Empty Houses: When It Becomes Your Turn to Feel the Downturn | The Source Weekly - Bend, Oregon

Empty Houses: When It Becomes Your Turn to Feel the Downturn

In '08, local people were beginning to feel the brutal effects of the economic downturn and what would become the Great Recession. Source staffer Mike Bookey wrote this first-person account of feeling the squeeze in the housing market.

December 10, 2008


y children recently enjoyed an unseasonably warm December afternoon by running and playing games in the backyard of our northwest Redmond home.

As their screams and laughter grew louder, I stuck my head out the sliding glass door to say, "Quiet down. You'll bother the neighbors."

But then I remembered. The two houses that border our backyard now stand empty. There is no one to ask to throw a stray ball back over the fence. No sounds of yard work or family life to break up the afternoon monotony.

As much as I enjoy tranquility, this silence around us is both strange and sad. Once noisy and alive with the sounds of kids at play and lawn mowers at work, my neighborhood is starting to feel more like a ghost town. There's something a little haunting about being surrounded by vacant 2,300-square foot homes. You look up at the windows and almost expect to see shadows. Each empty house serves as a reminder of a battle lost or a dream shattered.

Sure, we can look at all the graphs and statistics to get the depressing facts of Central Oregon's housing market crash. But the bigger punch in the gut comes from driving around neighborhoods like mine. You can see a yard where a neighbor carefully planted trees and flowers now being overtaken by weeds. The screaming "Price Reduced" signs only add to the feelings of desperation.

The houses in my subdivision were built in 2005—when it seemed like everyone was upgrading to a new home and every construction worker was working overtime to keep up with the frenzy. I remember driving around this and other neighborhoods under construction and asking my husband, "Where are all these people coming from?"

"Where are they working to be able to afford these homes?"

There was so much construction activity that people had even set up a little business to sell water bottles and refreshments to all the workers in the area.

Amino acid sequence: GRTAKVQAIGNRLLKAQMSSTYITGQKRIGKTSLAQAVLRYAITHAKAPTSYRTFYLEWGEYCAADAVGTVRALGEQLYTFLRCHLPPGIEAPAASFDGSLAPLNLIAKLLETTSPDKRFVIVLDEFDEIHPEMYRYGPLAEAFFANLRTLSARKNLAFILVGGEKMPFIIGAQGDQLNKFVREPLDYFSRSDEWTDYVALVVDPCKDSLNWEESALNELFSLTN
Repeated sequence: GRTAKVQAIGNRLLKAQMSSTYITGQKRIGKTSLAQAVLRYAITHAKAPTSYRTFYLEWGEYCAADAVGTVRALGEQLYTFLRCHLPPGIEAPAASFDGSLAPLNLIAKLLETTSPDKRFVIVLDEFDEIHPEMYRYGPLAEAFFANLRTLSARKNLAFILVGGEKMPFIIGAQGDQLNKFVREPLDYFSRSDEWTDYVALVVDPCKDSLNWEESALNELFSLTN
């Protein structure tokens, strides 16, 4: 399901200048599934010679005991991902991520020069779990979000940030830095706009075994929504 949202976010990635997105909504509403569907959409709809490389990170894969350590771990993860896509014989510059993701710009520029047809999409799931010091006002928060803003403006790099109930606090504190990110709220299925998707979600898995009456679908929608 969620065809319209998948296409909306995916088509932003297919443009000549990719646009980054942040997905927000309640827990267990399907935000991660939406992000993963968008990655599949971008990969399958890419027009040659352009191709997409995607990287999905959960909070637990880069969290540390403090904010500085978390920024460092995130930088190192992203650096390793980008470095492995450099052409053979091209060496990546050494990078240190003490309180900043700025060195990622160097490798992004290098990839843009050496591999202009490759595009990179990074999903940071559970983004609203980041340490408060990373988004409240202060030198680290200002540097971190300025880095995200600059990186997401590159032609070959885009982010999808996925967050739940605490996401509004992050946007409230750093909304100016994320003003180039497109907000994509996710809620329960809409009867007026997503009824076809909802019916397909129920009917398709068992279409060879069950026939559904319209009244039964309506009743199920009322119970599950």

Our subdivision is the last development on the northern edge of town, bordering fields that would have borne houses had the housing boom continued another two years. Homes on the eastern side of the subdivision stand on the edge of Redmond's Dry Canyon. This part of Redmond, north of the Catholic Church, changed from an area of small farms and ranches to a Mecca of middle class subdivisions during the boom.

The homes in our subdivision are comfortable and spacious, but not fancy. Built at a time of travertine tile, stainless steel appliances and marble countertops, our house is rather plain Jane. And as we're discovering by the fast-fading exterior paint, the malfunctioning irrigation system and a few other problems, it was put together with a degree of haste.

We moved here in February of 2007, the second owners of our home. Through the better part of the housing boom, we had been content to stay in our 1970s era home we purchased in 1998. Our mortgage was manageable enough that I could feel good about staying at home with our children. We had enough equity to feel secure if we suddenly had to move.

But the birth of our third child left us overwhelmed and cramped for space, and, I must admit, I longed for something new and clean. We had plenty of realtors call us over the past couple years to get us to list our canyon-front property. Why not take advantage of our equity and upgrade?

And here's where we made our biggest mistake. We found our new home and purchased it before we sold the old house. We figured it would only take a couple months to sell a 16,000-square-foot lot on the Dry Canyon.

No one was more surprised than our real estate agent to find that through the spring and summer of 2007, only a handful of people would even look at our old house. The only offers we had disappeared as soon as we tried to counteroffer. By September of 2007, we joined the ranks of accidental landlords and pulled our house off the market to wait for things to improve. Obviously, we're still waiting.


s we moved into our new neighborhood on a sunny February day, we were greeted by kids and families riding bikes down the street and throwing a football across the cul-de-sac. The neighborhood, I was told, had lots of fun family gatherings. It took some getting used to, being part of a neighborhood with so many kids running around, but my kids were excited to find playmates.

We were only in our house for about four months before the first "For Sale" sign went up in the neighborhood. After several price reductions that house finally sold with a lease to own option. The "For Sale" and the "For Rent" signs keep coming and the other homeowners haven't been as lucky. One little girl who played with my daughter came by one day last spring and said, "My Dad is going to let the bank have our house." Another neighbor told us he stopped paying his mortgage after he and his wife had their income cut. He found a house to rent for significantly cheaper than his monthly mortgage.

Every month that we make a mortgage payment, I feel like we're staying alive in some kind of real estate edition of Survivor. Except the only prize is to keep paying a mortgage on a home that is now worth about $65,000 less than what we paid for it less than two years ago.

I know that in time things will turn around and I will eventually meet new neighbors. For now, I can't help but look at the empty houses and say, "We paved over pastureland for this?"

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